In my last post on the attempts to clamp down on New Zealander Ian Taylor’s buccaneering (ahem) company registrations, which have facilitated arms-smuggling and massive moneylaundering, I wrote of his latest venture
Naturally, various official and unofficial sleuths will now be sniffing after this new firm and the “reputable Asian jurisdiction”…
One awaits the next grisly sightings of Taylor’s legacy, registered in “Asia”, or Delaware, or London, or wherever.
It turned out not to be a long wait to find both some new grisliness, and Taylor’s new firm. New Zealand’s sharp-eyed locals are on the case:
New Zealand’s lax company registration has come under renewed criticism after a local shell company, with the assistance of Russian and Vanuatuan nominee directors, spirited nearly $1 million through Latvian bank accounts.
On July 30, 2010, the High Court in Auckland appointed Grant Thornton’s Greg Sherriff and Tim Downes as liquidators of Premio Partners after a claim for 620,900 ($957,000) from the liquidators of United Kingdom firm International Trading Group (UK).
Premio is a company set up by shell company firm GT Group, operated by the Taylor family, whose pre-packaged companies and nominee directors have been used by clients to ship arms to North Korea and to launder drug money.
According to Sherriff, in October and November of 2008 ITG transferred 620,900 into a Latvian bank account registered in the name of Premio. By the end of December, Premio’s accounts had been emptied.
The Sunday Star-Times understands the funds in Premio’s accounts were in turn transferred to bank accounts in Germany where the cash “dissipated”.
Here’s the London connection, as expected:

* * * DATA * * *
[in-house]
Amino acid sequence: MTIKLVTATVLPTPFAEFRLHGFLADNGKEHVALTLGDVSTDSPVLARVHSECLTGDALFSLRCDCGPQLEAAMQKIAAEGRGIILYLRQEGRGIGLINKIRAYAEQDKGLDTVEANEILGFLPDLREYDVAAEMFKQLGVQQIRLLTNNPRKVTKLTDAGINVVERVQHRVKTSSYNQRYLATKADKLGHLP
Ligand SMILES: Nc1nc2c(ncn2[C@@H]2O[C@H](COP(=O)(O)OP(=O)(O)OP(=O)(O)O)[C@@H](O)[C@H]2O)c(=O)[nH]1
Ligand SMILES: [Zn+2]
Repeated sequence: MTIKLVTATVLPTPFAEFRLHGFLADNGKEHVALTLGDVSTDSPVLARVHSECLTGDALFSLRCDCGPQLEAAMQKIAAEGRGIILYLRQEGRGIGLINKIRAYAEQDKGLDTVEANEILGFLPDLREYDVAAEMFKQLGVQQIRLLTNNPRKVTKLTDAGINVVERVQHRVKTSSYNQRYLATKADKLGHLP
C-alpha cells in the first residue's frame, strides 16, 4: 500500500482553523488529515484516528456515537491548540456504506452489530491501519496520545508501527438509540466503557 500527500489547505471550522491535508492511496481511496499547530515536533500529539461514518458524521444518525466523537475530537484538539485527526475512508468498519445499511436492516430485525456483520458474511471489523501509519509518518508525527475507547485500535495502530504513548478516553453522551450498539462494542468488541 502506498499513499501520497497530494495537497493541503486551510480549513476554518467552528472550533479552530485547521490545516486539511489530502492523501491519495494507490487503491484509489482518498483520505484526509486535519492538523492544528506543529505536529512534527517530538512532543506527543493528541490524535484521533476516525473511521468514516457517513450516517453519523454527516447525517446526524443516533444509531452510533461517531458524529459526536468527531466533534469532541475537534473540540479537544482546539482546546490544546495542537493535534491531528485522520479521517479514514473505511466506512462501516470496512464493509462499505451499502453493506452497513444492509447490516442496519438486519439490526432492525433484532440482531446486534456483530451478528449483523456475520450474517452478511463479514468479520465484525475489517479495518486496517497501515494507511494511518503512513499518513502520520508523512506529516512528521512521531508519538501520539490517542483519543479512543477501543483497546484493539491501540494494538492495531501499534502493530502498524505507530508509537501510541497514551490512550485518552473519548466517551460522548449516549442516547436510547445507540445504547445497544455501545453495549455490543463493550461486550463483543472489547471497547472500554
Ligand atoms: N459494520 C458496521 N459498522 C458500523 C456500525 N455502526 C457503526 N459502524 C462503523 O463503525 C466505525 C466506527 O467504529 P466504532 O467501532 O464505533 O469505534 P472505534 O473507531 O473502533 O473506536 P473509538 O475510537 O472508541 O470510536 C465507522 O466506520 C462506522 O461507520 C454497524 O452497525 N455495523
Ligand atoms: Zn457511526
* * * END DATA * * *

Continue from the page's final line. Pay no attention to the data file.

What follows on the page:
According to the United Kingdom’s Companies House, Olga Kourova was appointed the sole director of ITG (UK) in June 2008 – six months before the mysterious cash transfers.
Kourova, a resident of Russia, was just 21 at the time of her appointment. Now 25, Russian social-media websites indicate she lives in Moscow. She could not be reached for comment.
And here’s the name that provides a connection to Taylor’s latest venture:
Meanwhile, the New Zealand end of the transaction was overseen – at least on paper – by Vanuatu-based Charles Kalopungi, listed in public documents as Premio’s sole director.
Kalopungi is a regular nominee used by GT Group, and according to public documents has been the director of 621 New Zealand companies. Although many have been struck off the Companies Register in the past few years, 34 are still active.
…which leads to Taylor’s new firm, in a ‘respectable Asian jurisdiction’, just as he promised:
However, while his previous operation, the GT Group, has closed down, a new Taylor-linked company, Ready Made Shelf Company Inc registered in Malaysia, has continued its line of business.
Taylor family patriarch Geoffrey Taylor and RMSC did not reply to emails sent this past week.
Taylor’s son Ian Taylor is listed as the contact for RMSC, and the company advertises on its website a range of pre-registered New Zealand companies with names like Carlisle Group, Donati International and Pentato Trade. Many have Kalopungi listed as sole director.
Hats off to NZ investigative journalist Matt Nippert of Fairfax Media for tracing all the links back. He makes it look easy.
So where does that leave us?
- There’s more mole-whacking to come in New Zealand, striking off the last known Taylor companies.
- If Malaysian authorities want it to hang on to its “respectability” as a jurisdiction, they had better get after Ian Taylor. Has New Zealand’s officialdom had a quiet word with the relevant Malaysian authorities yet?
- I don’t imagine for a moment that any authority in the UK or its offshore satellites is at all concerned with respectable company registration, but perhaps New Zealand’s officialdom had better have a quiet word with someone in London, too: SOCA, perhaps.